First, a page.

On Sunday, as predicted, the Obama campaign and several top Democrats launched a coordinated attack in which they painted Mitt Romney as a secretive businessman, following Vanity Fair's extensive report on his offshore bank accounts and failure to release more tax returns. Obama used the article to his advantage, switching the focus away from the tepid jobs report released on Friday. However, this probably wasn't the best weekend for Romney to party in the Hamptons with cigar-chomping billionaires.
Romney was hammered on the Sunday morning news shows over accusations that he set up a Swiss bank account, a corporation in Bermuda, and holdings in the Cayman Islands to avoid paying U.S. taxes. In an interview with CNN, Obama campaign adviser Robert Gibbs quipped, "This is a guy whose slogan is 'believe in America' when it should be 'business in Bermuda.'" On Fox News Sunday, Democratic Party chairwoman Debbie Wasserman Schultz said, "Americans need to ask themselves, why does an American businessman need a Swiss bank account and secretive investments like that?" And on Face the Nation Senator Dick Durbin added, “He’s the first and only candidate for the president of the United States with a Swiss bank account, with tax shelters, with tax avoidance schemes that involve so many foreign countries."
Democrats also pointed out that Romney has still only released his 2010 tax return and an estimate of his taxes for 2011. In a touch of irony characteristic of the Romney campaign, his father, George Romney, set a precedent followed by most presidential candidates by releasing twelve years of returns during the 1968 campaign.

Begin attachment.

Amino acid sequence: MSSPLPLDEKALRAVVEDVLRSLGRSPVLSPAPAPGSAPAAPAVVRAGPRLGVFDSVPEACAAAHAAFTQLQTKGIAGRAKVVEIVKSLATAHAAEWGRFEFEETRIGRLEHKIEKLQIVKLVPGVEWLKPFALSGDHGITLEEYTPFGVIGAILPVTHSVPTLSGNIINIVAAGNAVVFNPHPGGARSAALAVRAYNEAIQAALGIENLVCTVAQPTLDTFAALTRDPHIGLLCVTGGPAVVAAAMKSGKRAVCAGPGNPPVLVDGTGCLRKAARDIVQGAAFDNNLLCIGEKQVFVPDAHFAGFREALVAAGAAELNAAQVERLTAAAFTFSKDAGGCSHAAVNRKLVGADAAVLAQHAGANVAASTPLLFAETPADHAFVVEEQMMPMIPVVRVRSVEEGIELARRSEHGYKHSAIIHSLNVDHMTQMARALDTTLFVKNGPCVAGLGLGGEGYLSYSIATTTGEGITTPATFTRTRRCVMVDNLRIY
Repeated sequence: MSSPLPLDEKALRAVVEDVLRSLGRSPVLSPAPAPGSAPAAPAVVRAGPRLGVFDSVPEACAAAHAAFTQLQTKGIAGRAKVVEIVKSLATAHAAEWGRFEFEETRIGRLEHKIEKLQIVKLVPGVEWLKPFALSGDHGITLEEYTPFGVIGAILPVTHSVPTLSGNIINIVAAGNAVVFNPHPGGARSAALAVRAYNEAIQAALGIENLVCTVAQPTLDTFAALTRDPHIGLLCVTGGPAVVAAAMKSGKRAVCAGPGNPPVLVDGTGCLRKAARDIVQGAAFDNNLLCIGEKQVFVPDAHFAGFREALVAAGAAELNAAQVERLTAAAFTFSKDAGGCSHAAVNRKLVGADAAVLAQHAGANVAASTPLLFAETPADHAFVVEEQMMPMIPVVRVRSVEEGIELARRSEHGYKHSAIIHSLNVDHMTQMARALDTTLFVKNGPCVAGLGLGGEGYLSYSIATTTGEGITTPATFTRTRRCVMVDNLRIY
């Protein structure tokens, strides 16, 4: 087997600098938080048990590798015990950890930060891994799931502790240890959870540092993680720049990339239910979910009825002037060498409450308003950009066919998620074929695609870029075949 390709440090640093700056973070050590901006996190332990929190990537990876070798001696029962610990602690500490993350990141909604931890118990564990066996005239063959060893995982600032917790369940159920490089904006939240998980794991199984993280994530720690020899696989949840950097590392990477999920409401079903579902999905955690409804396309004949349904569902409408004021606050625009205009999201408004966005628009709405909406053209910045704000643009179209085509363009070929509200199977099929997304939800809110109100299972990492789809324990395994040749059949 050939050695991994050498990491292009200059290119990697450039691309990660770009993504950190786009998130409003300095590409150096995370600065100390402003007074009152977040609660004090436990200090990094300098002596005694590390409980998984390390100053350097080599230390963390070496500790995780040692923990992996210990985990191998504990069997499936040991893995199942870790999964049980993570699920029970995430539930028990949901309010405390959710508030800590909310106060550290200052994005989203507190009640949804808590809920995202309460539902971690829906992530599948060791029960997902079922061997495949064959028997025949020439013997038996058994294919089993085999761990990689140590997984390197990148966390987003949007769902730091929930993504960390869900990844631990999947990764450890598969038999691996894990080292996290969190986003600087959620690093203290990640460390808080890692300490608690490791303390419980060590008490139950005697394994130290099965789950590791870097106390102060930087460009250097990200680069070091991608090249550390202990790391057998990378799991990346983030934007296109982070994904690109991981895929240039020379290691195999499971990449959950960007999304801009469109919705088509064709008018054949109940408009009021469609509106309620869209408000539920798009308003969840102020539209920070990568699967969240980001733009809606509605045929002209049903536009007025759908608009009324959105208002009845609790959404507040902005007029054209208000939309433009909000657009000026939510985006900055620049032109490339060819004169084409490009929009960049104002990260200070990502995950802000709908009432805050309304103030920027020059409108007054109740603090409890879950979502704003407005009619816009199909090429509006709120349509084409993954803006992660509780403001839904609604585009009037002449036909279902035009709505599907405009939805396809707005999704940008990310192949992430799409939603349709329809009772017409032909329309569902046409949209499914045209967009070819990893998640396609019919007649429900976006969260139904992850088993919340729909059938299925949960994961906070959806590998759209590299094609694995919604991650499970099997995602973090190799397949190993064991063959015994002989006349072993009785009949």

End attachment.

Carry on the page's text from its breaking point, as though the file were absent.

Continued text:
In its response, the Romney campaign called the "unfounded character assault" "unseemly and disgusting." Campaign spokesperson Andrea Saul added:
Mitt Romney had a successful career in the private sector, pays every dime of taxes he owes, has given generously to charitable organizations, and served numerous causes greater than himself.
In a new video posted Sunday afternoon, the Obama campaign acknowledges that Romney's investments are legal, but suggests such practices are still un-American. Spokesman Ben LaBolt says:
Mitt Romney is effectively saying that he hasn't technically broken any laws by keeping his money in offshore tax havens. Here's the question. Is not technically breaking the law a high enough standard for someone who wants to be president of the United States?
While the vast majority of Americans probably don't understand exactly how these offshore investment affected Romney's taxes, the Obama campaign is hoping that they'll recognize the term "Swiss bank account" as a phrase frequently uttered by movie villains.
Despite the attacks, many Americans still insist Romney is just "a plain talking guy." Though, as the Associated Press notes, that statement came from Peter Cohen, the former Chairman and CEO of Shearson Lehman Brothers, who "made the comment as he chewed a cigar in his black Range Rover outside a Romney fundraiser expected to generate $3 million."